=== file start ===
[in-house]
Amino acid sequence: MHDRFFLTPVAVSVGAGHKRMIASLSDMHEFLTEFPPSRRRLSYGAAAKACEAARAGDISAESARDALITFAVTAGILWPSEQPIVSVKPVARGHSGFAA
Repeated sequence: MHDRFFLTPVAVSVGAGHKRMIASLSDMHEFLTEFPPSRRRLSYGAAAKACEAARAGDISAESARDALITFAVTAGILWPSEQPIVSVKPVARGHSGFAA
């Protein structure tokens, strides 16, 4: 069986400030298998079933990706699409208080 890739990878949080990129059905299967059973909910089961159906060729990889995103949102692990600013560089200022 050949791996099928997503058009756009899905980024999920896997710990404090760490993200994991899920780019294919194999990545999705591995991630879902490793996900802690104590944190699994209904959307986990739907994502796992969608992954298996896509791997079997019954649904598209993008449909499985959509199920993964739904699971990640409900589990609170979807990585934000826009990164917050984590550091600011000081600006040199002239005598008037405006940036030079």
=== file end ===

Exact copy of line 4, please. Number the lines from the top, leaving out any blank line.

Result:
């Protein structure tokens, strides 16, 4: 069986400030298998079933990706699409208080 890739990878949080990129059905299967059973909910089961159906060729990889995103949102692990600013560089200022 050949791996099928997503058009756009899905980024999920896997710990404090760490993200994991899920780019294919194999990545999705591995991630879902490793996900802690104590944190699994209904959307986990739907994502796992969608992954298996896509791997079997019954649904598209993008449909499985959509199920993964739904699971990640409900589990609170979807990585934000826009990164917050984590550091600011000081600006040199002239005598008037405006940036030079």